4. Against this order of acquittal, the present appeal has been filed by the original complainant under Section 417(5) of the Criminal Procedure Code. Shri Vilas V. Kamat, the learned Counsel for the appellant contended before me that the Presidency Magistrate committed an error in importing the element of mens-rea and then holding that there were no mala fides on the part of the landlord in not furnishing the particulars asked for by the tenant. According to Shri Kamat, the liability created by Section 21(2) of the Act is an absolute one and therefore no question of 'mens-rea' can arise once the contravention of the provision is established. Therefore, according to the learned Counsel, the order of acquittal passed by the learned Presidency Magistrate is illegal. The Assistant Government Pleader Shri Solkar supported the argument advanced on behalf of the appellant before me. On the other hand, Shri Vohra, the learned Counsel for the accused-landlord has contended before me that normally an element of mens-rea is an necessary ingredient for all criminal offences. The said ingredient has not been excluded either expressly or by necessary implications in Section 21 of the present Act. The notice given by the tenant asking for the particulars was itself not bona fide and therefore, according to him, the landlord has not committed any offence when he did not furnish the necessary particulars. Further according to the learned Counsel, as the contractual tenancy of the complainant was already terminated, there was no obligation upon the landlord to furnish the particulars. In any case, according to him, as the learned Presidency Magistrate has come to the conclusion that the accused has not intentionally failed to supply the said particulars and has therefore, found him not guilty of the said offence, this is not a fit case, wherein this Court should exercise its jurisdiction under Sub-section (3) of Section 417 of the Code of Criminal Procedure. He further contended that, the only course, which was open to the complainant under these circumstances was to take recourse to the provisions of the Act for getting the standard rent fixed and it was not open for him to serve any notice upon the landlord under Section 21 of the Act calling upon him to furnish the particulars.
5. For properly appreciating the controversy involved in this appeal, it will be useful if Section 212121 is reproduced at this stage. Section 21 of the Bombay Rents, Hotel and Lodging House Rates Control Act, 1947, reads as under:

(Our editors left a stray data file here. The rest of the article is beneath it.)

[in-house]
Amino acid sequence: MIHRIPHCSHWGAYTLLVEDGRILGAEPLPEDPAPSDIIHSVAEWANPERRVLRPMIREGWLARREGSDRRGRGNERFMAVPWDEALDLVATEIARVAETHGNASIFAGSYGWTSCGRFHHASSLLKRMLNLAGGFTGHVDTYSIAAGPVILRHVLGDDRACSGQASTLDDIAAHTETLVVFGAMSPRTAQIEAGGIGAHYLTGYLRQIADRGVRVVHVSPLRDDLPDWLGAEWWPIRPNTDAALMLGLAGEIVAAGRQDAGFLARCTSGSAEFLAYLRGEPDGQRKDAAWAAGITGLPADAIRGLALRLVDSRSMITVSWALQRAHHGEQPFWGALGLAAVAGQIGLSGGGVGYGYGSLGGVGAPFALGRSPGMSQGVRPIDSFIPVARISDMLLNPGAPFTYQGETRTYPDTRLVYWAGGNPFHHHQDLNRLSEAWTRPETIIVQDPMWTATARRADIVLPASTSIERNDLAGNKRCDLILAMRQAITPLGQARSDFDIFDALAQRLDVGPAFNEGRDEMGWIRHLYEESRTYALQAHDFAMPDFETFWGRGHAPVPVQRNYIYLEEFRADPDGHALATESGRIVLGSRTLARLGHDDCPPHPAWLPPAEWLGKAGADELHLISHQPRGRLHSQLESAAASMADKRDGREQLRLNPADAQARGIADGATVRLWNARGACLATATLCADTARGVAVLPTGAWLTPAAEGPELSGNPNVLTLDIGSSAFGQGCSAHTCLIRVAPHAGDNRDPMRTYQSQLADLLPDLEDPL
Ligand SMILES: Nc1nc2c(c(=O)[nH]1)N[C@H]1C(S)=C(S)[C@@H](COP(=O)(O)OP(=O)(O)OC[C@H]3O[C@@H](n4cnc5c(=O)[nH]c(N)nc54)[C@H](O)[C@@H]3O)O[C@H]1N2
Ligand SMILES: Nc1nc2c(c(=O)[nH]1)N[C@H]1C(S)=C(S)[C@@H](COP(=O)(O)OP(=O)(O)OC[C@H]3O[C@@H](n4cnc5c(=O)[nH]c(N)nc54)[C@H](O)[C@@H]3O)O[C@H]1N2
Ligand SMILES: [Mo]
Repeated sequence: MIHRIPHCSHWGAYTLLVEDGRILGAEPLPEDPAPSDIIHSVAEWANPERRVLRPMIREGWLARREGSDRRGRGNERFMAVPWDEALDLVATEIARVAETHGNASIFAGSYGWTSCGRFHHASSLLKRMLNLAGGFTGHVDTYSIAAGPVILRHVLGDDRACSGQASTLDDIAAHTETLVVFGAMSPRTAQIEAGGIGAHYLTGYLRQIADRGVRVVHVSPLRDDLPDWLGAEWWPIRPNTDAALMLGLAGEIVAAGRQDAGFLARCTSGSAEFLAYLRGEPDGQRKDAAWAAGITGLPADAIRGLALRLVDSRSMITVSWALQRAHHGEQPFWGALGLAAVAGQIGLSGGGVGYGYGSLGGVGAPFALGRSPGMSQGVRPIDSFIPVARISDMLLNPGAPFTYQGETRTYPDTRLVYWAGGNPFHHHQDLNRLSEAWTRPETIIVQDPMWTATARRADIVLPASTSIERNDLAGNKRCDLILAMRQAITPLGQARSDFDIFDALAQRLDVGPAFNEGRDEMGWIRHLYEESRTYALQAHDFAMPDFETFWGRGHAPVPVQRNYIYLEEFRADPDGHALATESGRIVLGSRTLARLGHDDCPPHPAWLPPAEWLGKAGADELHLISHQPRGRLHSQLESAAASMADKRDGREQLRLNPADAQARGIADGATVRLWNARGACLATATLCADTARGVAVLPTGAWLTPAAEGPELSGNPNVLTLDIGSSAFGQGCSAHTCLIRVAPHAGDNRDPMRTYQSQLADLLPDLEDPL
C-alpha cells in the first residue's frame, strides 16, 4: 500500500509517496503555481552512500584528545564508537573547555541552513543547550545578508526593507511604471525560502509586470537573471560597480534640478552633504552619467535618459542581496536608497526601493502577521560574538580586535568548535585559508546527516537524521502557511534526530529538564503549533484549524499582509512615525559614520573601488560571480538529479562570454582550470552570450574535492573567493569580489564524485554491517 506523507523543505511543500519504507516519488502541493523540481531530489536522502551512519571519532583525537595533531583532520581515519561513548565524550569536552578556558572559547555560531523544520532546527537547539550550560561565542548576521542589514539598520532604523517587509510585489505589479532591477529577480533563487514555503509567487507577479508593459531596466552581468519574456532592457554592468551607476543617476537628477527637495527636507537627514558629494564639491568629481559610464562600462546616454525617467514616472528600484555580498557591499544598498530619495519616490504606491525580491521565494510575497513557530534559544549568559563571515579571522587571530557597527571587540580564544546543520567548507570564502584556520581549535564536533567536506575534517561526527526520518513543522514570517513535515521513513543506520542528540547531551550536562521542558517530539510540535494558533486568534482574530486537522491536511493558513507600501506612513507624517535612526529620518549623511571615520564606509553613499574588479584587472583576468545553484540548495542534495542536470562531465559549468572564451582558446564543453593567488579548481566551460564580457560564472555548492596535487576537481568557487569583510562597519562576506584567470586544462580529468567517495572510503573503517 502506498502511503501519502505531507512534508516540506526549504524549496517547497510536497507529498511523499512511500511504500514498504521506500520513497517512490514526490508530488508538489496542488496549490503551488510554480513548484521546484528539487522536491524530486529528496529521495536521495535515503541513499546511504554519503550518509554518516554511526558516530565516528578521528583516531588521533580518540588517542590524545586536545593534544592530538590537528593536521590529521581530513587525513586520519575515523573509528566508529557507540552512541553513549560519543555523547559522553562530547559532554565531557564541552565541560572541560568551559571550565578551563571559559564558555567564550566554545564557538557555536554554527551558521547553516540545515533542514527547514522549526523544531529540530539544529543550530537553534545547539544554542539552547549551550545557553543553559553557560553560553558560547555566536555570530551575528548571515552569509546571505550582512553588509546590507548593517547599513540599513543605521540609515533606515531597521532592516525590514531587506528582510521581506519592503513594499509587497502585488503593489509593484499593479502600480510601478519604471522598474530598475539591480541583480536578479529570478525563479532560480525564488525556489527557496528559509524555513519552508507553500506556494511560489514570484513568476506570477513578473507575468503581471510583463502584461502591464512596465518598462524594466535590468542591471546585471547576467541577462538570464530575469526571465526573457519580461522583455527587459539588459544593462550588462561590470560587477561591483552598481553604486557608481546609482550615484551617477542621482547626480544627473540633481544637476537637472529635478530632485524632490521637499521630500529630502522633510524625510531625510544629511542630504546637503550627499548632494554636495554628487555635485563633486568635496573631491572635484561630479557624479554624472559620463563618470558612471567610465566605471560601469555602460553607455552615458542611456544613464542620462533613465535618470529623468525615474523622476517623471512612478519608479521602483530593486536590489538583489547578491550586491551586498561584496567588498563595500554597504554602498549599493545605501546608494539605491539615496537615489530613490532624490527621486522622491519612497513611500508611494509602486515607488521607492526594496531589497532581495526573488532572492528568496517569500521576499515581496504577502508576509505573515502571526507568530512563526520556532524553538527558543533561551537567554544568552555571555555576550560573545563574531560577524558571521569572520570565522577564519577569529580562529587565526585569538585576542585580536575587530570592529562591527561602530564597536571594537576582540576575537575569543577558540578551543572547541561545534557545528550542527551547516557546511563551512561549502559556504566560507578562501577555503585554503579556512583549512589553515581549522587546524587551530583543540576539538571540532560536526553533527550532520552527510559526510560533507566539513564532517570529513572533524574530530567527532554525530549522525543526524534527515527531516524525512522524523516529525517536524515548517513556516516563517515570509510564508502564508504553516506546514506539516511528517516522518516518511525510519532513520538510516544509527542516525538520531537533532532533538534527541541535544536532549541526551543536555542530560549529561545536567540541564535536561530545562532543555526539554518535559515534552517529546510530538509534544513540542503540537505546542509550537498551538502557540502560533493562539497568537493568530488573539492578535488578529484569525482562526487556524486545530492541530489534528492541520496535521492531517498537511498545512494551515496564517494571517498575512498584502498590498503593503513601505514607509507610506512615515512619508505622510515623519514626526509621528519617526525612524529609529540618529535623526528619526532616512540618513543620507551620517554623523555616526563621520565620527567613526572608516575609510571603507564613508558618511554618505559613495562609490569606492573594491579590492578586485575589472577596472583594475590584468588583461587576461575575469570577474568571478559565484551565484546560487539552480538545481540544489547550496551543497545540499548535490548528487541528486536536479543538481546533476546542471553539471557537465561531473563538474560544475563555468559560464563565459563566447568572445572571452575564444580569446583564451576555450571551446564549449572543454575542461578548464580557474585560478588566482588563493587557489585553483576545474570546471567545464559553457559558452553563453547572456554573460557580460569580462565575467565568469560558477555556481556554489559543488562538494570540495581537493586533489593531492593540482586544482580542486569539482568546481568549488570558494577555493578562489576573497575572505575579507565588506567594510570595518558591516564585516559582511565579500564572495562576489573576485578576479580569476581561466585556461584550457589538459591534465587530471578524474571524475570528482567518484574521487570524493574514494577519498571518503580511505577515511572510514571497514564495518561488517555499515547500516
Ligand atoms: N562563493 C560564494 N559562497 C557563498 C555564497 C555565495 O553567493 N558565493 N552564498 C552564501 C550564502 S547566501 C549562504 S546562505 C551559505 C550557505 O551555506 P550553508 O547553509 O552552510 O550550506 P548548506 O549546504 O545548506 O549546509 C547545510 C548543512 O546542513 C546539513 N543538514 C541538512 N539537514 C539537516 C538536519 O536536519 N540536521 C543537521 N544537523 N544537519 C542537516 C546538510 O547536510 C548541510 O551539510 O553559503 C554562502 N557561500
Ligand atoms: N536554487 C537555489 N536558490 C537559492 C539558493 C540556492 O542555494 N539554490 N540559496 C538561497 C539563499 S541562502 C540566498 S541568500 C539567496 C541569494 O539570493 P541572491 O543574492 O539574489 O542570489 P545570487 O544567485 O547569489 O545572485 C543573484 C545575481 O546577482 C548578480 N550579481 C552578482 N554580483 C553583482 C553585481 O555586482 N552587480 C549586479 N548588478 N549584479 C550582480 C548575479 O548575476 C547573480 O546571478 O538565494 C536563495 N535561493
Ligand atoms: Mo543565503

(1) Every landlord shall, upon a notice served upon him by the tenant by post or in any other manner, furnish to such tenant within one month of the receipt of such notice a statement giving full particulars of the amount of standard rent of the premises or part thereof let to such tenant and of the permitted increases.
(2) Any landlord who fails to furnish such statement or any landlord or his agent who intentionally furnishes a statement which is false in any material particular shall, on conviction, be punished with fine which may extend to one thousand rupees.
From the bare reading of this section, it is quite clear that a right has been conferred upon a tenant, consequent to which by serving a notice upon the landlord, he can ask for full particulars about the amount of standard rent of the premises and a corresponding obligation is cast upon the landlord to furnish these full particulars to the tenant within thirty days from the receipt of such a notice. From the relevant provisions of this Act, it is further clear that a further right is being conferred upon a tenant to get the standard rent fixed by the Court. The said standard rent is payable by him according to the provisions of the Act and Section 5, Sub-section (10) defines the term 'standard rent'. Sub-section (10) of Section 5 reads as under:?
'Standard rent'' in relation to any premises means-
(a) where the standard rent is fixed by the Court and the Controller respectively under the Bombay Rent Restriction Act, 1939, or the Bombay Rents, Hotel Bates and Lodging House Rates (Control) Act, 1944, such standard rent; or
(b) where the standard rent is not so fixed-subject to the provisions of Section 11.
(i) the rent at which the premises were let on the first day of September 1940, or
(ii) where they were not let on the first day of September 1940, the rent at which they were last let before that day, or
(iii) where they were first let after the first day of September 1940, the rent at which they were first let, or
(iv) in any of the cases specified in Section 11, the rent fixed by the Court.